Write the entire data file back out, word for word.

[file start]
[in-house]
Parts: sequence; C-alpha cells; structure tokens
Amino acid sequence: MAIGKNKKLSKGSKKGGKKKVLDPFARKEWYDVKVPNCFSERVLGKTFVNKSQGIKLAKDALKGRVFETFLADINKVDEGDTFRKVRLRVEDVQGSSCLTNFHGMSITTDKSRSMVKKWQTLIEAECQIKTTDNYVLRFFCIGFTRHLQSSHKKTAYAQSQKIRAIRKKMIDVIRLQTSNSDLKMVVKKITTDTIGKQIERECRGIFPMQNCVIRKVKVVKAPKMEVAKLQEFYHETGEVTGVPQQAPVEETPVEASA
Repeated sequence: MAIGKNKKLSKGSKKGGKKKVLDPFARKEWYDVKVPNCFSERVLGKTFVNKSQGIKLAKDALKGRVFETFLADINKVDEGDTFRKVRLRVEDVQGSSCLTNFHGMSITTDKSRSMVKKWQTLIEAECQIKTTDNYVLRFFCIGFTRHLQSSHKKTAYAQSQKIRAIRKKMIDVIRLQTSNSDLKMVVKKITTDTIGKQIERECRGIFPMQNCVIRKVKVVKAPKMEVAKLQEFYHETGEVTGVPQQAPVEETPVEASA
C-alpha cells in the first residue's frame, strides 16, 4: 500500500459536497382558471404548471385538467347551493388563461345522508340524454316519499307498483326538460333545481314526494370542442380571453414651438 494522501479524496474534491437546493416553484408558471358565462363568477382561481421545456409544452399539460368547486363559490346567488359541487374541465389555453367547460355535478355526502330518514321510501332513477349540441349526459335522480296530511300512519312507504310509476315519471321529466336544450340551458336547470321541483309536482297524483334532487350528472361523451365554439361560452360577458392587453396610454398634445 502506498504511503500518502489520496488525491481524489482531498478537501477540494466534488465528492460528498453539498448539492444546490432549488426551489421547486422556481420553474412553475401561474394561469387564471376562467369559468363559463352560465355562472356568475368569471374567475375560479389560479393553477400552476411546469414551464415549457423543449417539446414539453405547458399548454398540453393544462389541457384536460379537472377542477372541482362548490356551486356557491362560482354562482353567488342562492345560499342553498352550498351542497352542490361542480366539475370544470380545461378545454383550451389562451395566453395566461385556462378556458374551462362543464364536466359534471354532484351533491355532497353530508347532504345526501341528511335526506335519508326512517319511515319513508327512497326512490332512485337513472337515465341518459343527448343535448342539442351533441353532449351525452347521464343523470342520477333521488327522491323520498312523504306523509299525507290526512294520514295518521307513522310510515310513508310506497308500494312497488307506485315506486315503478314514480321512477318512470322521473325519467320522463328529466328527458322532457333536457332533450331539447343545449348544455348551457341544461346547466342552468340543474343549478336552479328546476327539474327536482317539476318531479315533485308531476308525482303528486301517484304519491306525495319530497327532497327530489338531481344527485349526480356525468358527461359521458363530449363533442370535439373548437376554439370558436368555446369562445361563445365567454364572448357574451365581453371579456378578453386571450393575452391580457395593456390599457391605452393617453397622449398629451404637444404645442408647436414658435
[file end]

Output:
[in-house]
Parts: sequence; C-alpha cells; structure tokens
Amino acid sequence: MAIGKNKKLSKGSKKGGKKKVLDPFARKEWYDVKVPNCFSERVLGKTFVNKSQGIKLAKDALKGRVFETFLADINKVDEGDTFRKVRLRVEDVQGSSCLTNFHGMSITTDKSRSMVKKWQTLIEAECQIKTTDNYVLRFFCIGFTRHLQSSHKKTAYAQSQKIRAIRKKMIDVIRLQTSNSDLKMVVKKITTDTIGKQIERECRGIFPMQNCVIRKVKVVKAPKMEVAKLQEFYHETGEVTGVPQQAPVEETPVEASA
Repeated sequence: MAIGKNKKLSKGSKKGGKKKVLDPFARKEWYDVKVPNCFSERVLGKTFVNKSQGIKLAKDALKGRVFETFLADINKVDEGDTFRKVRLRVEDVQGSSCLTNFHGMSITTDKSRSMVKKWQTLIEAECQIKTTDNYVLRFFCIGFTRHLQSSHKKTAYAQSQKIRAIRKKMIDVIRLQTSNSDLKMVVKKITTDTIGKQIERECRGIFPMQNCVIRKVKVVKAPKMEVAKLQEFYHETGEVTGVPQQAPVEETPVEASA
C-alpha cells in the first residue's frame, strides 16, 4: 500500500459536497382558471404548471385538467347551493388563461345522508340524454316519499307498483326538460333545481314526494370542442380571453414651438 494522501479524496474534491437546493416553484408558471358565462363568477382561481421545456409544452399539460368547486363559490346567488359541487374541465389555453367547460355535478355526502330518514321510501332513477349540441349526459335522480296530511300512519312507504310509476315519471321529466336544450340551458336547470321541483309536482297524483334532487350528472361523451365554439361560452360577458392587453396610454398634445 502506498504511503500518502489520496488525491481524489482531498478537501477540494466534488465528492460528498453539498448539492444546490432549488426551489421547486422556481420553474412553475401561474394561469387564471376562467369559468363559463352560465355562472356568475368569471374567475375560479389560479393553477400552476411546469414551464415549457423543449417539446414539453405547458399548454398540453393544462389541457384536460379537472377542477372541482362548490356551486356557491362560482354562482353567488342562492345560499342553498352550498351542497352542490361542480366539475370544470380545461378545454383550451389562451395566453395566461385556462378556458374551462362543464364536466359534471354532484351533491355532497353530508347532504345526501341528511335526506335519508326512517319511515319513508327512497326512490332512485337513472337515465341518459343527448343535448342539442351533441353532449351525452347521464343523470342520477333521488327522491323520498312523504306523509299525507290526512294520514295518521307513522310510515310513508310506497308500494312497488307506485315506486315503478314514480321512477318512470322521473325519467320522463328529466328527458322532457333536457332533450331539447343545449348544455348551457341544461346547466342552468340543474343549478336552479328546476327539474327536482317539476318531479315533485308531476308525482303528486301517484304519491306525495319530497327532497327530489338531481344527485349526480356525468358527461359521458363530449363533442370535439373548437376554439370558436368555446369562445361563445365567454364572448357574451365581453371579456378578453386571450393575452391580457395593456390599457391605452393617453397622449398629451404637444404645442408647436414658435